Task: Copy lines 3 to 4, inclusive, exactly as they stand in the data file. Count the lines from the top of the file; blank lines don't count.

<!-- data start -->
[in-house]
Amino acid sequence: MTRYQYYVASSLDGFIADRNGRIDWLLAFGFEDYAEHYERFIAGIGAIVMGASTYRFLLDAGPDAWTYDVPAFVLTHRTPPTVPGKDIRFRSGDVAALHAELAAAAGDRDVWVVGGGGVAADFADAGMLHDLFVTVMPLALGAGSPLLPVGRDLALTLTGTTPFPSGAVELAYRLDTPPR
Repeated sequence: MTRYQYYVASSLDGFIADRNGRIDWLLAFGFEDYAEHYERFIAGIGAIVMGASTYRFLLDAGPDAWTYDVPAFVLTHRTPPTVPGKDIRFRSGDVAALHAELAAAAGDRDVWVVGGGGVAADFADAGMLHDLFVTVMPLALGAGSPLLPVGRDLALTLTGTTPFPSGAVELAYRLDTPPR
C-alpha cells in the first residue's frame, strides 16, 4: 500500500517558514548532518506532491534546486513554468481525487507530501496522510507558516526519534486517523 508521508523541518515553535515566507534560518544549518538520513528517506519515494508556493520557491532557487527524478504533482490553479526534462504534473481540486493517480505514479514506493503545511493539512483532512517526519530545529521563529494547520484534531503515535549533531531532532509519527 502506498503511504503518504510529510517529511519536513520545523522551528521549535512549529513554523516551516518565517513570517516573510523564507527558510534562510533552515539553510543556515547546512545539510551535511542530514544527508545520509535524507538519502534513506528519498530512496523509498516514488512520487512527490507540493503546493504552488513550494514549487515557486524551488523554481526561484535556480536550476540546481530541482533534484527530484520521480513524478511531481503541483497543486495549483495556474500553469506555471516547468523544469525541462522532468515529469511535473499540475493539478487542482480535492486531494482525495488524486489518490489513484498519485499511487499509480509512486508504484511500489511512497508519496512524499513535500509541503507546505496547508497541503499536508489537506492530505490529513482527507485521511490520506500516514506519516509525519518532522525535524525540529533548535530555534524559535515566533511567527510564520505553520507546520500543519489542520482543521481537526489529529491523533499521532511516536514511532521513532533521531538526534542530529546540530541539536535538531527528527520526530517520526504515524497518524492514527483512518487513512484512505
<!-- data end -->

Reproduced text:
Repeated sequence: MTRYQYYVASSLDGFIADRNGRIDWLLAFGFEDYAEHYERFIAGIGAIVMGASTYRFLLDAGPDAWTYDVPAFVLTHRTPPTVPGKDIRFRSGDVAALHAELAAAAGDRDVWVVGGGGVAADFADAGMLHDLFVTVMPLALGAGSPLLPVGRDLALTLTGTTPFPSGAVELAYRLDTPPR
C-alpha cells in the first residue's frame, strides 16, 4: 500500500517558514548532518506532491534546486513554468481525487507530501496522510507558516526519534486517523 508521508523541518515553535515566507534560518544549518538520513528517506519515494508556493520557491532557487527524478504533482490553479526534462504534473481540486493517480505514479514506493503545511493539512483532512517526519530545529521563529494547520484534531503515535549533531531532532509519527 502506498503511504503518504510529510517529511519536513520545523522551528521549535512549529513554523516551516518565517513570517516573510523564507527558510534562510533552515539553510543556515547546512545539510551535511542530514544527508545520509535524507538519502534513506528519498530512496523509498516514488512520487512527490507540493503546493504552488513550494514549487515557486524551488523554481526561484535556480536550476540546481530541482533534484527530484520521480513524478511531481503541483497543486495549483495556474500553469506555471516547468523544469525541462522532468515529469511535473499540475493539478487542482480535492486531494482525495488524486489518490489513484498519485499511487499509480509512486508504484511500489511512497508519496512524499513535500509541503507546505496547508497541503499536508489537506492530505490529513482527507485521511490520506500516514506519516509525519518532522525535524525540529533548535530555534524559535515566533511567527510564520505553520507546520500543519489542520482543521481537526489529529491523533499521532511516536514511532521513532533521531538526534542530529546540530541539536535538531527528527520526530517520526504515524497518524492514527483512518487513512484512505